Reversing change and learning old ways can be great fun. Turning back my shooting time clock and discovering black powder, I rekindled a former interest and passion for old tins. Black powder was, and still is, supplied in tins, although the soulless plastic jar has apparently dealt a death blow to any tin vessels from European sources.

My first black powder purchase was a can of Goex FFg. It appeared to be the only brand available back then, although several blokes at the old Seymour club range had some older cans of Curtis’s & Harvey’s powder. After the shoot they were happy enough to part with emptied tins and suddenly I’d become a collector. The fun didn’t end with the last grains of powder being shot off, because a new interest was growing.

Browsing in gun shops was another favourite pastime, always hopeful of spotting a tin of unusual historic label, gathering dust and stored out of sight, unloved and forgotten. Guess you could say I was hooked – to such an extent I even started to buy empty black powder tins, just for the labels. I had discovered older cans of differing shape and size, all painted a deep Prussian blue, and some even older tins painted bright orange, but of an elegant oval shape, similar to commercial copper measuring flasks.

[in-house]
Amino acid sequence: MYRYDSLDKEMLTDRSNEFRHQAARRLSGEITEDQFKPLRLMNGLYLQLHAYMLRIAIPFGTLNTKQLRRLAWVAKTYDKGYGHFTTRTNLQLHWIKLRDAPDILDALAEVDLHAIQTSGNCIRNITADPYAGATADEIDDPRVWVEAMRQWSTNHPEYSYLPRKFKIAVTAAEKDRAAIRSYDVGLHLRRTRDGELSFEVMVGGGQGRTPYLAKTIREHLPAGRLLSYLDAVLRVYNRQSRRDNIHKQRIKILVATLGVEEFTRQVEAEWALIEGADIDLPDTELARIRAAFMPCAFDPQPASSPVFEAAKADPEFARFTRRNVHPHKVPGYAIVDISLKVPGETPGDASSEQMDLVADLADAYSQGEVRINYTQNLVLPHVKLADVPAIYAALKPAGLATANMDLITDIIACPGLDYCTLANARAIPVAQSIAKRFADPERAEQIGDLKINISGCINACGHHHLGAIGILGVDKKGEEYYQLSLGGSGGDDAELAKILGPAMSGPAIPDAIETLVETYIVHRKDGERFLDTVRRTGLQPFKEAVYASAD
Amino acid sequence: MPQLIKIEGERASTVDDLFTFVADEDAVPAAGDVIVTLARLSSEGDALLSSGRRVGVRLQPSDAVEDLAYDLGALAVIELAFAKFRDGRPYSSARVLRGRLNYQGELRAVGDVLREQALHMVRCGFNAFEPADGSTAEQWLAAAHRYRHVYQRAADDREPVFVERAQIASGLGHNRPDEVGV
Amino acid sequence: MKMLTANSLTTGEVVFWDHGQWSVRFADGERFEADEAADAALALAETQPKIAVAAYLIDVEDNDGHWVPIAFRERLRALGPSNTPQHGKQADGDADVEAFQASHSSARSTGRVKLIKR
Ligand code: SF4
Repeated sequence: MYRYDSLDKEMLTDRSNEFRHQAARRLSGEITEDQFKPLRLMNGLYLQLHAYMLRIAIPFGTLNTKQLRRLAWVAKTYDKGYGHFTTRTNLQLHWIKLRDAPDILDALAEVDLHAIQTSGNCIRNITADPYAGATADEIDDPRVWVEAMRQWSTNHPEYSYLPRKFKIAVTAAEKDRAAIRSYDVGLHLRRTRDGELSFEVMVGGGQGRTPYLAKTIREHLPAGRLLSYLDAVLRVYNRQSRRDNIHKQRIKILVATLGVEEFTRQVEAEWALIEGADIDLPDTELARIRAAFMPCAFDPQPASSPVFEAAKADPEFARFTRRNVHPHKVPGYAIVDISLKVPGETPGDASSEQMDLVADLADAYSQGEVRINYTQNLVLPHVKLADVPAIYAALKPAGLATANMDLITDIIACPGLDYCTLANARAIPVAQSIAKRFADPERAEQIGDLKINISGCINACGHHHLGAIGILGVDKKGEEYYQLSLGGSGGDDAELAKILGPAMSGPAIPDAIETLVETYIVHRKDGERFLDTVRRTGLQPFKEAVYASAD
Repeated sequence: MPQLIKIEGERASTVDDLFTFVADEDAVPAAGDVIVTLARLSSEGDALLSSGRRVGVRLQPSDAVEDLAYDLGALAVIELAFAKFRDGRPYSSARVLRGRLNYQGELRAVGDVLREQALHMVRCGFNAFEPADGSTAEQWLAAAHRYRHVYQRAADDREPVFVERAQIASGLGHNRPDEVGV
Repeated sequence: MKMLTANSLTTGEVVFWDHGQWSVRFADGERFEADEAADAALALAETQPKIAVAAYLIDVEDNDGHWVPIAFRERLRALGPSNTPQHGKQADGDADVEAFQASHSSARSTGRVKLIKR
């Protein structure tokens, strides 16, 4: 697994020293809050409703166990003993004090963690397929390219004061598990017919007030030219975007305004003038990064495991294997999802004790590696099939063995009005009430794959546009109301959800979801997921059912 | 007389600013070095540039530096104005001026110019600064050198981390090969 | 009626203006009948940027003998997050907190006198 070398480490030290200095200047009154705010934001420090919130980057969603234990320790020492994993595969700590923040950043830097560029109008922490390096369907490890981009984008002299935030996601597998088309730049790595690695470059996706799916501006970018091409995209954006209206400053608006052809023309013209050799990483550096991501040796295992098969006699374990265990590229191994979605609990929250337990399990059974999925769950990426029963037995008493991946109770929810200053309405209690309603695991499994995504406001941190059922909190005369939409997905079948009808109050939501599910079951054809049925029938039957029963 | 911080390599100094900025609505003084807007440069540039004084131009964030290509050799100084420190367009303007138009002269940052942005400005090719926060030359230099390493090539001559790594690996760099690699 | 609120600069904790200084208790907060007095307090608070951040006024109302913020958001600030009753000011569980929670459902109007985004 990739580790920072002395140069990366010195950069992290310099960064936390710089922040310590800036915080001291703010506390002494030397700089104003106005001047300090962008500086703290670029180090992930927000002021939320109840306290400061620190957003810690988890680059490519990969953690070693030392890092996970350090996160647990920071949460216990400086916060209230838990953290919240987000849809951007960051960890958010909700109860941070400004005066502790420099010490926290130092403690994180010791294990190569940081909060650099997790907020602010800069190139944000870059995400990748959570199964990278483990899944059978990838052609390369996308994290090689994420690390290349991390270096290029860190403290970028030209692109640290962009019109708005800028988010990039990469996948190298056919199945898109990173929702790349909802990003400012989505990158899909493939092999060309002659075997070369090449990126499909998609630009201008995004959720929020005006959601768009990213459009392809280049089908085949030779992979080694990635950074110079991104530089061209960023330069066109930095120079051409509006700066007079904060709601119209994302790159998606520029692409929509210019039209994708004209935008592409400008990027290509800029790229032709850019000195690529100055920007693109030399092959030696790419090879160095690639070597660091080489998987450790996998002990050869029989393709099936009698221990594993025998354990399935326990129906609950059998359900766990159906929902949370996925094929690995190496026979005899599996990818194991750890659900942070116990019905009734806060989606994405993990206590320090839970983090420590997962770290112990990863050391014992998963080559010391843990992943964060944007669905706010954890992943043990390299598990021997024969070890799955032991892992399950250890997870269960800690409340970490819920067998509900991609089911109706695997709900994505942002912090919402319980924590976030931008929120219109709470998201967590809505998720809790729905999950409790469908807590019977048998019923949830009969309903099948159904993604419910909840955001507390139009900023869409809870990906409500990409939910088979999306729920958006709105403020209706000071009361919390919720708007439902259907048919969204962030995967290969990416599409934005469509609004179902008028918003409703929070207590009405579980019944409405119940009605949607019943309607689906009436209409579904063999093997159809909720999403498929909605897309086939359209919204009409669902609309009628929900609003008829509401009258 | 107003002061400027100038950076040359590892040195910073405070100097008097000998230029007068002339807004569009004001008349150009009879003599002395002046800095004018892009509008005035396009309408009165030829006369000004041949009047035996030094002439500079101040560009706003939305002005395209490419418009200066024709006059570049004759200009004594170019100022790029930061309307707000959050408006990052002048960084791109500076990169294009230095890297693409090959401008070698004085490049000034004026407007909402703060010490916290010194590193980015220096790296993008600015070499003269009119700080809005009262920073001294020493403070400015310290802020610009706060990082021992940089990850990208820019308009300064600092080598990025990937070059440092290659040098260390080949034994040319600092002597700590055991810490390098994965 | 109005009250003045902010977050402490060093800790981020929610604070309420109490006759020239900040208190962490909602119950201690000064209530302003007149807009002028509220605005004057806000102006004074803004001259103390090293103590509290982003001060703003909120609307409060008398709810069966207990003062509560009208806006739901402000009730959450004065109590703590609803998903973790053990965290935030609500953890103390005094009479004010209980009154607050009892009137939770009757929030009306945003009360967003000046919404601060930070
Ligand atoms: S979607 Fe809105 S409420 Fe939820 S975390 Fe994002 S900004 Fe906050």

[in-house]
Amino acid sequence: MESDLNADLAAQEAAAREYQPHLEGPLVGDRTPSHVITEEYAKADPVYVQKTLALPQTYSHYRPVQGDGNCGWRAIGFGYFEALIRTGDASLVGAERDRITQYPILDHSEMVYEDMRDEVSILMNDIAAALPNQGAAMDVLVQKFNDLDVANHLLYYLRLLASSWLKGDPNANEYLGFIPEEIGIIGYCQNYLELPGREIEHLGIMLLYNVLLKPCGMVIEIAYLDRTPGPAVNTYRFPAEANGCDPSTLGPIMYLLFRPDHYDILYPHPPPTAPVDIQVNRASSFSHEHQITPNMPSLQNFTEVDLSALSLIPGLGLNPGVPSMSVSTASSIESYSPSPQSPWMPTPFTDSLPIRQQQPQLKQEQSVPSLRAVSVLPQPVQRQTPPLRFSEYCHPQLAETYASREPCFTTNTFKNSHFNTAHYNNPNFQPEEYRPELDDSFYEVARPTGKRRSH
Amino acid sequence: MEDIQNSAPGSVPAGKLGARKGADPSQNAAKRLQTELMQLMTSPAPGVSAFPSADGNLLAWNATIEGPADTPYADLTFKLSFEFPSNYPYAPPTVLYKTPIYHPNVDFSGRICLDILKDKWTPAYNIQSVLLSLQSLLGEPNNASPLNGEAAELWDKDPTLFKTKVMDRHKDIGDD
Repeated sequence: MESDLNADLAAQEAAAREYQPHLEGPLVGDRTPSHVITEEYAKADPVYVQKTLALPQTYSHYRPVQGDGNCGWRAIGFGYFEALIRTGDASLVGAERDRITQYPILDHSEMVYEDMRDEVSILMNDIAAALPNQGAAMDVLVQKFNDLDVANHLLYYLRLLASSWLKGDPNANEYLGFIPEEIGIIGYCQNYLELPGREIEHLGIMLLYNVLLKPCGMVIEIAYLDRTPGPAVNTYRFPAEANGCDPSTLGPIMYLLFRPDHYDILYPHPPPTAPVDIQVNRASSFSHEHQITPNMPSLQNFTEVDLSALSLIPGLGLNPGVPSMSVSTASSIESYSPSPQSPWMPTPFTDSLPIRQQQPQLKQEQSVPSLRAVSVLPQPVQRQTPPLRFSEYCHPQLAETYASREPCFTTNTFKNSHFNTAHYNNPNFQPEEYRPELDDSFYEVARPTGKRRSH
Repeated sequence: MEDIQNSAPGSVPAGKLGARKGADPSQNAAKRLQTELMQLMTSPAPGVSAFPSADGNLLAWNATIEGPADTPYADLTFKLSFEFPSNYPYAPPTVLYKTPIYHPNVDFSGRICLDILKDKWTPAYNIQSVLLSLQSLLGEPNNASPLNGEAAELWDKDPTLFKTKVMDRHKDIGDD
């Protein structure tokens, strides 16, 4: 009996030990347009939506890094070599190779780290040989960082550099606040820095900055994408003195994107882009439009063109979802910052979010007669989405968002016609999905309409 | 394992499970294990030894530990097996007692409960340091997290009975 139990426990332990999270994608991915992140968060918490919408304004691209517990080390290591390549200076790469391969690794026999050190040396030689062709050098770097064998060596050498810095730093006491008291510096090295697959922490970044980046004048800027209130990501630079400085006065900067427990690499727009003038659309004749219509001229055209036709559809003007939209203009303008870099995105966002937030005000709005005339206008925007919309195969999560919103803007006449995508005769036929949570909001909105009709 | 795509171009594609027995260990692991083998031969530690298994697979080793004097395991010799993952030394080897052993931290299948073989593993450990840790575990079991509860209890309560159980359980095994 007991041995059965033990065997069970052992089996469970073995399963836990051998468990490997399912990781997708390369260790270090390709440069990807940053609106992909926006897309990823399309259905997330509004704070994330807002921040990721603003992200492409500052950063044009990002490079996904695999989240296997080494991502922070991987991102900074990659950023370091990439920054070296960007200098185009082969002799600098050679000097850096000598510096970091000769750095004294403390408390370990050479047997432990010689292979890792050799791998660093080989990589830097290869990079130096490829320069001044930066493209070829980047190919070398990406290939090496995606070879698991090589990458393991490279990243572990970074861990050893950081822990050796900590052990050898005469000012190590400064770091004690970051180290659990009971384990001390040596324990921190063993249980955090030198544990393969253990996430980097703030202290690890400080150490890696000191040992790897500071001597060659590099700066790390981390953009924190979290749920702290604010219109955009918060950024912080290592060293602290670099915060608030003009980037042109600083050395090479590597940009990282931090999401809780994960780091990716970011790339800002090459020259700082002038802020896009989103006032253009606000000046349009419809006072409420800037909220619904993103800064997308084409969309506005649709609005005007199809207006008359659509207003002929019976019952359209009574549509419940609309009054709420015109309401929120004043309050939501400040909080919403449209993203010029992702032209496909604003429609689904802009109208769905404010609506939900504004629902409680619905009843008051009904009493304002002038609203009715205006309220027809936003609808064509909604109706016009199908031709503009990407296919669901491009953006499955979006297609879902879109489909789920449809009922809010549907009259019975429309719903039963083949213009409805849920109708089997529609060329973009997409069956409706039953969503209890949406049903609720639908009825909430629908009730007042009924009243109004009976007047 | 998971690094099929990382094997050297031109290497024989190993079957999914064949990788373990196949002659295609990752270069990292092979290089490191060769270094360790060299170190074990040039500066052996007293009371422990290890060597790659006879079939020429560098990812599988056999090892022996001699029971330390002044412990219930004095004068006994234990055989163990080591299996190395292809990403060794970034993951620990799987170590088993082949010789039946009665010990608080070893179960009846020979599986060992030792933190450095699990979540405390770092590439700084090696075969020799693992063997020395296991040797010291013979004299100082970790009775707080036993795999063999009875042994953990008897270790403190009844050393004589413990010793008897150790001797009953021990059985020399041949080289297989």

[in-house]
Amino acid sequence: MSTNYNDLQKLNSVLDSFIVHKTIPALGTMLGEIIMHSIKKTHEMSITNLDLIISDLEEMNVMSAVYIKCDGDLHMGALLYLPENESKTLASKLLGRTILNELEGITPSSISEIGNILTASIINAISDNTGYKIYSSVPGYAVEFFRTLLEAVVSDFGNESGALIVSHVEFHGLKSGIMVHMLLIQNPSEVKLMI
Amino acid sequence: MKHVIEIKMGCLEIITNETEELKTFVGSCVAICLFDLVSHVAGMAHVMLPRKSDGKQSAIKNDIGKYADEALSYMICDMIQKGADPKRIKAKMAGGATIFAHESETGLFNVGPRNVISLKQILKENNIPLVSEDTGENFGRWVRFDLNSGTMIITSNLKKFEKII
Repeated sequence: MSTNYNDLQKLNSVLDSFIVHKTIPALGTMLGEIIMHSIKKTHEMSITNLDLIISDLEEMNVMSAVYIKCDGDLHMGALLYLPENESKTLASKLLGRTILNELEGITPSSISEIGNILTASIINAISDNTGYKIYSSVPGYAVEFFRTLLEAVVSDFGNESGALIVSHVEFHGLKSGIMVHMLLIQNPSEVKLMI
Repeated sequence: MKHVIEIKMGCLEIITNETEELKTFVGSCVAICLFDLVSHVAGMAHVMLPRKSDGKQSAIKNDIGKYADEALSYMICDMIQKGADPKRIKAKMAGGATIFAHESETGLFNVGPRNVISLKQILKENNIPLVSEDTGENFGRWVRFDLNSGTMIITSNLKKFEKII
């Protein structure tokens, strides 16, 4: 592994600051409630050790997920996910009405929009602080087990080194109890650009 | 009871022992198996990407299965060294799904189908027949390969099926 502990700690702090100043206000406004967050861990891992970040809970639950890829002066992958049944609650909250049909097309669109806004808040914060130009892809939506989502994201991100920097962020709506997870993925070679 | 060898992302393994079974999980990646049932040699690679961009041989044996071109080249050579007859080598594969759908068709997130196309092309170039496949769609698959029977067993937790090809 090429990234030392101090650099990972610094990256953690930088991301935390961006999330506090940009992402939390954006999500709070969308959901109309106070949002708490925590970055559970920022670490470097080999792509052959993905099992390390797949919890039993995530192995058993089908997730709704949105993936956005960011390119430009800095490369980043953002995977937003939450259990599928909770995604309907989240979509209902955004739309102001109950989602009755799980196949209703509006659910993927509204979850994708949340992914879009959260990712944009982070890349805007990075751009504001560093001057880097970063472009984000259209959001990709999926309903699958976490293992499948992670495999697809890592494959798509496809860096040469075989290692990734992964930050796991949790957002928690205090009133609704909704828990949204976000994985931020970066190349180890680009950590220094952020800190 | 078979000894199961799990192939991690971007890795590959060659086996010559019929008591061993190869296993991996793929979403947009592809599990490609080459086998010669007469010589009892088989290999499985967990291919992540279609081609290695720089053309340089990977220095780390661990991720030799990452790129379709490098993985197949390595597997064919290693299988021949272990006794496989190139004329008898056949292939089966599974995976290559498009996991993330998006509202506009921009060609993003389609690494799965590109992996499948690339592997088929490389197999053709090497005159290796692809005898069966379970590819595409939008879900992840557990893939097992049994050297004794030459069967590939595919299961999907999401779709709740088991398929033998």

Whilst writing this article, and with the dollar advantage of favourable exchange rates, I ordered some books from the States. Gun Powder Cans & Kegs by T&D Bacyk and T Rowe had been on my wanted list far too long. The book is a Collectors bible, an absolute gem, focusing on major American manufacturers. Unfortunately, these U.S. cans are rare here in Australia. Colonial shipping trade dictated that our black powder needs mostly came from the U.K. – produced at the Curtis & Harvey Hounslow mills.

The C&H flask-tins in our photograph are over 100 years old. The ½ lb size is the more common, but a larger 1lb and a diminutive ¼ lb tin were also marketed. The labels on these older tins are usually well-worn and tattered, or missing altogether, as their bellied shape leads to rubbing, wear and tear. The tins were often carried in the shooting pouch or coat pocket – serving as poor man’s powder flasks. Those labels still readable all denote FFF grade; Bacyk and Rowe suggest this is because the finer grades used in smaller calibres were not used up and thrown away, “so the can was put on the barn rafter or in an attic and forgotten”. Or is there some other explanation?